When Carillion collapsed in January, the group had only impaired £134m of the £1.5bn of goodwill on its balance sheet, even though at least one large acquisition had negative net assets of nearly £200m and was only solvent because of explicit support from the parent group.

There may be little evidence of auditors getting tougher, but they have reacted in other ways to the challenges posed by fair value accounting: principally huddling together and seeking ways to limit their liability.

From a Big Eight in 1987, the industry consolidated to a Big Five by 1998. With the collapse of Arthur Andersen in 2002, their number shrank to four. These firms entirely dominate the markets for auditing quoted companies in the UK and the US. Many observers accept this lack of choice makes the industry difficult to regulate. “It makes the Big Four too big to fail,” says Guy Jubb, an honorary professor at the University of Edinburgh and a corporate governance expert.

Last year the quartet had combined revenues of about $134bn, employing almost 945,000 people, according to Statista. Scale makes the Big Four much more of a target for shareholder litigation, especially in the US.

To counter this and reduce the scope for actions, auditing firms have used their lobbying power to erase ever more of the discretion and judgment involved in what they do. Hence the explosion of “tick box” rules designed to achieve mechanistic “neutral” outcomes. It is a process, says Prof Ramanna, that is tantamount to a stealthy “socialisation or collectivisation of the risks of audit”.

Into the void have stepped self-interested managers, who acquire ever more influence over the presentation of the numbers. Take the practice of accounting for the zero-interest credit cards that UK banks issue in the hope of making money when the customer comes to the end of the interest-free period and starts paying a high rate.

“Realistic” accounting practices allow companies to recognise revenue up front based on their estimates of the amount of time beyond the expiry of the free period. The more optimistic a manager’s views on customer retention, the higher the asset values. Given the incentives on bosses, it is hardly surprising that the result has been ballooning zero-interest credit card balances, and growing concern at the Bank of England that a bubble may be inflating.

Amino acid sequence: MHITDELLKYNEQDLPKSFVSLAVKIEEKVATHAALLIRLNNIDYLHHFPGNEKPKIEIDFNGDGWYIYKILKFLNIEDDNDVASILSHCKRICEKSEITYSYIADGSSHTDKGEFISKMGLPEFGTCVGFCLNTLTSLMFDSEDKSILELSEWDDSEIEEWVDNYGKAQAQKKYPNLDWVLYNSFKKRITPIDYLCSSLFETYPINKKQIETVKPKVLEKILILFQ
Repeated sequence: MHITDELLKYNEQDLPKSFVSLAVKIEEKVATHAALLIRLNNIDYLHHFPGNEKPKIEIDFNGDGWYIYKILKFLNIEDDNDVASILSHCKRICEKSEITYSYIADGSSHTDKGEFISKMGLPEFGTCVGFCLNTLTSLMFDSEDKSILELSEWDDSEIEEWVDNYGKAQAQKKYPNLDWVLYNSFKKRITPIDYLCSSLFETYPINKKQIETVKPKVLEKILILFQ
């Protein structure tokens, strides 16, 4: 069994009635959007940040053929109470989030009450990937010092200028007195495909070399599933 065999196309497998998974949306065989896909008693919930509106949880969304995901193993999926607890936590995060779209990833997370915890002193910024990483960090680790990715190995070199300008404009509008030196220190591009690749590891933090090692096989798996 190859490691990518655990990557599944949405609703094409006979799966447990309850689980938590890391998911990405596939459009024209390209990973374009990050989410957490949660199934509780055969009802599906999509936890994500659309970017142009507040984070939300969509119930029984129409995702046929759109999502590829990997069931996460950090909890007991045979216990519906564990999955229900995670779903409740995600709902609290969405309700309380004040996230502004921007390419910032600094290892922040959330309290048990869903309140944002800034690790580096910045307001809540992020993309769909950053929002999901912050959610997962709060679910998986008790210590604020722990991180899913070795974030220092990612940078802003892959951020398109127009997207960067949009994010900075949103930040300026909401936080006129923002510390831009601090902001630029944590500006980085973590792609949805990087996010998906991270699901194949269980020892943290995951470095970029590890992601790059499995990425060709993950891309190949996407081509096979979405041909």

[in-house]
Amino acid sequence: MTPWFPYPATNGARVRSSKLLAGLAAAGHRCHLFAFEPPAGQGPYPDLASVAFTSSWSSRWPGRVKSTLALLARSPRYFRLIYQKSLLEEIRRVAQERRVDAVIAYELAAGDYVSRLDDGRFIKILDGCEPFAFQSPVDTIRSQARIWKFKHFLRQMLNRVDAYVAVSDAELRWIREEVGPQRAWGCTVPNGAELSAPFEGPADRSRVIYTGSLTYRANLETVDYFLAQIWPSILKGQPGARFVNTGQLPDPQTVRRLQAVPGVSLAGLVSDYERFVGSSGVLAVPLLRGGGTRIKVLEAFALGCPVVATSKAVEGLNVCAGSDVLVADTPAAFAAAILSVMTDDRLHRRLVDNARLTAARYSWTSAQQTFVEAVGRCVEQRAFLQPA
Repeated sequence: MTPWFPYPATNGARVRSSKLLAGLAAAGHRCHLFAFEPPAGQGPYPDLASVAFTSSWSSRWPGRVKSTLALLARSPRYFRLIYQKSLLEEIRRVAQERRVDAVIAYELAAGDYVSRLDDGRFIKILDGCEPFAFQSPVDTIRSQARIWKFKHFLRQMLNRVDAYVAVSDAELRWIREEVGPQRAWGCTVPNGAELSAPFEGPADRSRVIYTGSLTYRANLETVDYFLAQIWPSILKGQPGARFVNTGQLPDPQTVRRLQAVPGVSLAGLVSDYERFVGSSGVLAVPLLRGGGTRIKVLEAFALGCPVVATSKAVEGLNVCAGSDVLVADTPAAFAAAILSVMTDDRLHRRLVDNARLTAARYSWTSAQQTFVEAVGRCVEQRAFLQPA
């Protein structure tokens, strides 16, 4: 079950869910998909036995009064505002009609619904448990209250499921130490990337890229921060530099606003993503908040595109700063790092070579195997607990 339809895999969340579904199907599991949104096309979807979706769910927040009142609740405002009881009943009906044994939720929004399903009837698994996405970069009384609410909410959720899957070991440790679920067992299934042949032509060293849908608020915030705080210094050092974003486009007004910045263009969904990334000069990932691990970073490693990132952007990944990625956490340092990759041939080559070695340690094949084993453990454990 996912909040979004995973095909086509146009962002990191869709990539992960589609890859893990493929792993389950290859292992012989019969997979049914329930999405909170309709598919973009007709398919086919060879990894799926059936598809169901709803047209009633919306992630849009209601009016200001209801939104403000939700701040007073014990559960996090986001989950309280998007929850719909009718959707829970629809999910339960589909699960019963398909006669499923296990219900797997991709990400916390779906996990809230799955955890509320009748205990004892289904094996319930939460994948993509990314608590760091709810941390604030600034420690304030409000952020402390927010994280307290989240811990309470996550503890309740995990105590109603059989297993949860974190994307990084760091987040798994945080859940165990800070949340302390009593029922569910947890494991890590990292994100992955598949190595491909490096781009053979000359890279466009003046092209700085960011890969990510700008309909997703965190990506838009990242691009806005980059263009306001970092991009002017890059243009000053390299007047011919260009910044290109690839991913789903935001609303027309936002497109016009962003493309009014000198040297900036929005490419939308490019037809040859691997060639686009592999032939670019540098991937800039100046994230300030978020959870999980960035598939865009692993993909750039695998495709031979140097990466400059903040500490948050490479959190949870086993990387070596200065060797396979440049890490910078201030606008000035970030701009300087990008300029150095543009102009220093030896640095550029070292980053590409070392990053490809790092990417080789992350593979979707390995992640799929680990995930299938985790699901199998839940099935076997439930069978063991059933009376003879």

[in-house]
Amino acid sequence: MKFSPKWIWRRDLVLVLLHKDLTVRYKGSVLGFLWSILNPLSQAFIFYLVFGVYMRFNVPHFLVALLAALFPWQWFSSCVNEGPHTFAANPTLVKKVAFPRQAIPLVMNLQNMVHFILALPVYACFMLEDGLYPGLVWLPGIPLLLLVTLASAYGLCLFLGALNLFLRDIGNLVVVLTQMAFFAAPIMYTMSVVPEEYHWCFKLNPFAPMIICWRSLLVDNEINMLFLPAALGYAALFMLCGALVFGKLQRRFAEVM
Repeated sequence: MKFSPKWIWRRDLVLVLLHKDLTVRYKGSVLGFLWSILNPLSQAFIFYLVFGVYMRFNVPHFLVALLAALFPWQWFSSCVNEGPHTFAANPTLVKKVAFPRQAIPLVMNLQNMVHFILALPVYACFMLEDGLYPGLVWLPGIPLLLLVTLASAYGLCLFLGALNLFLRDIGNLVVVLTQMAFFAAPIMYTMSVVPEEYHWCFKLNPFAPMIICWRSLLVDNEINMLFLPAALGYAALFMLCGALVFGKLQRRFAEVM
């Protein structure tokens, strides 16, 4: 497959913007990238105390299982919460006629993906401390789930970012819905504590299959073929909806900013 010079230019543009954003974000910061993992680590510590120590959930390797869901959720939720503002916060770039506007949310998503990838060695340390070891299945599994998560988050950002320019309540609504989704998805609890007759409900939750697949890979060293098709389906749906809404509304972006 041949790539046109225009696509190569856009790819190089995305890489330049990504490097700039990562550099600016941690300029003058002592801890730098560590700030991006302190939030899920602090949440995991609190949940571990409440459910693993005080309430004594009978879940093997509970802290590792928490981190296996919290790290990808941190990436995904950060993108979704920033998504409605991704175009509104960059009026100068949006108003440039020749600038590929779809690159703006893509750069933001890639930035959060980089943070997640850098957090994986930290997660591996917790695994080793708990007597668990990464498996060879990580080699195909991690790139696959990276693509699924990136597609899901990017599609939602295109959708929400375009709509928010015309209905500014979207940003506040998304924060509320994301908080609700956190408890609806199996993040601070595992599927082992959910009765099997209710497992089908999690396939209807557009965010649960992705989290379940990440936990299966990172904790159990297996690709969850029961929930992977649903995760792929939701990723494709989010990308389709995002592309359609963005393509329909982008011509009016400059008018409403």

Observers perceive the problem, but worry that the rules now preclude auditorial judgment. “How do you deal with it when you get into a face-off with management and they say, ‘This is how we want to present it and it is all within the rules’? Ultimately, it is very hard to argue against,” says the investor who is also an audit firm non-executive.

There is also the perception that the dominant Big Four, which are now profit-hungry professional services conglomerates, are not that worried about audit quality anyway. “They have been able to do better with low quality than with high quality work,” says Erik Gordon, a professor at the University of Michigan Ross School of Business. “It is less expensive and clients, who actually are company management, not the shareholders, seem happy with audits that don’t challenge their view of how well they are performing.”

Some at the largest accounting firms do recognise that trust in audit has plummeted. “There are some legitimate reasons for that,” says a senior figure at one of the Big Four firms. “If there was nothing [wrong] we would not be having this debate. It would not be getting so many column inches if, at its core, something wasn’t working.”

There is ultimately a tension between accounts that are prudent and those that are “useful to users”. Despite the searing experience of 2008, the accounting profession has plumped for the latter. In 2010, in a groundbreaking conceptual paper, both America’s Financial Accounting Standards Board and the International Accounting Standards Board scrapped “reliability” or the need for factual verification in favour of relying on “faithful representation”, which means little more than an educated guess.

“It’s an indication of how standards setters, divorced from public accountability and coddled by corporate special interests, can manufacture their own reality,” says Prof Ramanna.

This has opened a gap between the standards and UK company law, which says the accounts of a company should present a “true and fair” picture of its financial position and earnings.

Critics of fair value worry that standards have diverged too far from this legal requirement. Many of the recent changes have been stealthy, driven by international harmonisation, or a result of the “useful for users” agenda. Ms Landell-Mills worries that investors have not absorbed the consequences for the public interest.

“In the extreme,“ she says, “fair value accounting that treats upward revaluations as legitimate profits, and ignores future foreseeable losses, can facilitate Ponzi schemes where more and more illusory profits permit executives and existing shareholders to extract cash through bonuses and dividends. It won’t be long before you come unstuck.”

This article was updated on August 1 to reflect the fact that Carillion had impaired some goodwill in September 2017